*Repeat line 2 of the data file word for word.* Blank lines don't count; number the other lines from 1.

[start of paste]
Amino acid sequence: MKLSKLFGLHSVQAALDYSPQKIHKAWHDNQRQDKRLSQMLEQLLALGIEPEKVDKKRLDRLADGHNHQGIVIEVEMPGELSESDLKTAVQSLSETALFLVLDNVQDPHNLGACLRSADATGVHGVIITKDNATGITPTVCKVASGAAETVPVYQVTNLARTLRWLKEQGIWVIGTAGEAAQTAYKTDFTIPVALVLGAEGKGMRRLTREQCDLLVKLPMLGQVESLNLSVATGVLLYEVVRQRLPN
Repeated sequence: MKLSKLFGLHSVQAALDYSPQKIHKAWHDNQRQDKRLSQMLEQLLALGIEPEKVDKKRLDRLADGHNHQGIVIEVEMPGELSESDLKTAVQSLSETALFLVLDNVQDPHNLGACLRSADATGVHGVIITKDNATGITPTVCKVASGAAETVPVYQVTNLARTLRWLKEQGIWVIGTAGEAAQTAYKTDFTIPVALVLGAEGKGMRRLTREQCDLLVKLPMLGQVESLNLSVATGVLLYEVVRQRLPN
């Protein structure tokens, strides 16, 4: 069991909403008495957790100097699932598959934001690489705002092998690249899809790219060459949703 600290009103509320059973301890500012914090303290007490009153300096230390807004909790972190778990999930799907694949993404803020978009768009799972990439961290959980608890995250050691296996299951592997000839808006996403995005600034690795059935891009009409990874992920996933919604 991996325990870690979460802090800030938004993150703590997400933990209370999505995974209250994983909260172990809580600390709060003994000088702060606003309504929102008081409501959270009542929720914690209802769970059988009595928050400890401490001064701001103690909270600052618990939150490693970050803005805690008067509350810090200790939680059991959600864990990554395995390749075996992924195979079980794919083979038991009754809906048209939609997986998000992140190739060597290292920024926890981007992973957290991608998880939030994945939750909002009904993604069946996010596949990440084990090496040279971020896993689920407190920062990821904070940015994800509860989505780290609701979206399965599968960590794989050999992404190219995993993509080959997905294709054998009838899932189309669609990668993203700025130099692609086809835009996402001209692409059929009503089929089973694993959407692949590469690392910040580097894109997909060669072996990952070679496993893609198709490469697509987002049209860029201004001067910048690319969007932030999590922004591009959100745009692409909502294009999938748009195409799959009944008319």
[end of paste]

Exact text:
Repeated sequence: MKLSKLFGLHSVQAALDYSPQKIHKAWHDNQRQDKRLSQMLEQLLALGIEPEKVDKKRLDRLADGHNHQGIVIEVEMPGELSESDLKTAVQSLSETALFLVLDNVQDPHNLGACLRSADATGVHGVIITKDNATGITPTVCKVASGAAETVPVYQVTNLARTLRWLKEQGIWVIGTAGEAAQTAYKTDFTIPVALVLGAEGKGMRRLTREQCDLLVKLPMLGQVESLNLSVATGVLLYEVVRQRLPN